Mason sticks around in its own Tourney Wonderland

Originally Published: March 24, 2006
By Kyle Whelliston | Special to ESPN.com

WASHINGTON -- The closer you get to the national championship, the farther away the game of basketball seems to get.

When you arrive at the Sweet 16, there's a sense of distorted detachment that an NBA arena or football dome provides. The venue is a towering cylinder filled with tens of thousands of faces, each with a story of how far they travelled, how they came by their tickets. From floor level, the messages of the acronym sign-holders and the body-painters in the 400 level are unreadably tiny. The game itself is reduced to snapshot memories and short video clips to be played in perpetua on highlight shows; the whole experience can sometimes be more like a heat-and-serve "college basketball product" than actual sport.

Teams from power conferences are used to this, because they live it night in and night out. But this isn't where George Mason or Wichita State come from -- both teams are cut from the thick and tangled fabric of mid-major basketball. They come from the dark, cozy Patriot Center and the wild, rowdy Roundhouse, both light-years away from national TV and 20,000-strong crowds. And both had to slay a lot of giants to earn their way here, in this strange dream-state called the Washington Regional, with a spot in the NCAA's Elite Eight on the line.

George Mason's house is just eight Metro stops away from the Verizon Center, outside the Beltway loop in little Fairfax, Va. But on Friday night in downtown Washington, they felt right at home; in addition to the school's alotted quarter of the arena, small pockets of Patriot green and gold speckled the Connecticut and Washington sections. In the first two minutes, the Patriot players rode that support to an early 9-0 lead, fueled by Folarin Campbell 3-pointers.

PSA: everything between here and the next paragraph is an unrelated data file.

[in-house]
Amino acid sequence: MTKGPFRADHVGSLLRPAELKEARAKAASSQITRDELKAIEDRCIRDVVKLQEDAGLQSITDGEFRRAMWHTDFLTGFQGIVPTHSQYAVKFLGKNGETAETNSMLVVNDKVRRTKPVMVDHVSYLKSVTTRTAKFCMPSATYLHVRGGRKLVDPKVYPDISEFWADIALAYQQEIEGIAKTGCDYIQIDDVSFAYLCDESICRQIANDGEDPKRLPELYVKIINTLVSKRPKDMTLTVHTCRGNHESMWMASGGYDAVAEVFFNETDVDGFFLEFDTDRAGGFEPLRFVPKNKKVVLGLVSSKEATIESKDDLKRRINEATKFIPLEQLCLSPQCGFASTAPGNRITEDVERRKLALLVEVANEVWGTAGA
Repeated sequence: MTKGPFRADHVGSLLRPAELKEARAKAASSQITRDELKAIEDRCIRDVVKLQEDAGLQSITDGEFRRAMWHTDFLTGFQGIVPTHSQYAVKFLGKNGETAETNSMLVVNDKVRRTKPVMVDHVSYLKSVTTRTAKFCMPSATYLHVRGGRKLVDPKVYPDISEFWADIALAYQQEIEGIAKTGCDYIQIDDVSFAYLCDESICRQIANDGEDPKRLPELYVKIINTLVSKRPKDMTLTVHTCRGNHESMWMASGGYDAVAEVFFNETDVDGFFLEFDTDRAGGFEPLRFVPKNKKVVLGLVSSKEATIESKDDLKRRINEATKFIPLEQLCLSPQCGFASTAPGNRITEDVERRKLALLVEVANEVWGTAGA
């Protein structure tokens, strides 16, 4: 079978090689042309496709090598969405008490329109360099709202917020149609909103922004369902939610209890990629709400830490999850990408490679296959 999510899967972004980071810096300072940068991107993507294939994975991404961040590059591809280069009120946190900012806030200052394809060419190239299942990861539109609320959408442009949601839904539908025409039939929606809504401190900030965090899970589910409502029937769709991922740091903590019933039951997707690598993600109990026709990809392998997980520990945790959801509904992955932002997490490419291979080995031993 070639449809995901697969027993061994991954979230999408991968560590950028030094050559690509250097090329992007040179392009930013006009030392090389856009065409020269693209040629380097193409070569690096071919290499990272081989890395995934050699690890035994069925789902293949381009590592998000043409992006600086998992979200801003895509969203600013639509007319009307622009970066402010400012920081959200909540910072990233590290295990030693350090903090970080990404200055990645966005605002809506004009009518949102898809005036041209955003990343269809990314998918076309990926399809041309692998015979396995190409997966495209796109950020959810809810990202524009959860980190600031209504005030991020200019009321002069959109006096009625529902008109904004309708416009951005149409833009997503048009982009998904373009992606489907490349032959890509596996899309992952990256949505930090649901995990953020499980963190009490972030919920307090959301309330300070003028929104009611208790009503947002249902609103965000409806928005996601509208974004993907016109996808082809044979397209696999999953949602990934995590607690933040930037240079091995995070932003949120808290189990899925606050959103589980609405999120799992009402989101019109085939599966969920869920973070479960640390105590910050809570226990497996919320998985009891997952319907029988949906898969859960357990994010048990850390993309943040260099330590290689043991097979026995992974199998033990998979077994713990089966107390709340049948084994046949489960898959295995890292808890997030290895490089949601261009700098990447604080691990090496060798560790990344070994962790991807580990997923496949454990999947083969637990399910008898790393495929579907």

"At the beginning of the game I was left wide open," said Campbell afterwards. "I just took the shots and they just happened to fall."

Folarin Campbell
AP Photo/Gerald HerbertCampbell got GMU off to a quick start from the arc.

"I think that got us on our heels," said Wichita State senior forward Paul Miller, the Missouri Valley Conference Player of the Year. "Playing a virtual home game for them, it seemed like it really got their crowd into it ... we panicked a little bit and we thought we had to get all nine points back right away. And there were 38 minutes left in the game."

If this late-March battle represented a MVC-vs.-CAA Mid-Major Super Bowl of sorts, the ensuing 38 minutes recalled the blowout NFC wins back in the late 80's and early 90's. Wichita State looked tired and lost and small against the NCAA's dizzying panorama, especially on the defensive end. For much of the contest, the Shockers only showed sizzle when George Mason slumped, and were never able to find the solid team play that typified their 26-9 record and regular-season championship in the Missouri Valley Conference, the toughest mid-major league in the land.

Just as they did in their first matchup on BracketBusters Saturday, Wichita State won the war on the glass, this time by a 43-32 count. But the Shockers required 20 more shots (64 to 44) to achieve the same number of field goals (20), resulting in a 31.3 percent shooting performance. P.J. Couisnard and Sean Ogirri, catalysts in the wins over Seton Hall and Tennessee, combined to shoot an abysmal 3-for-21.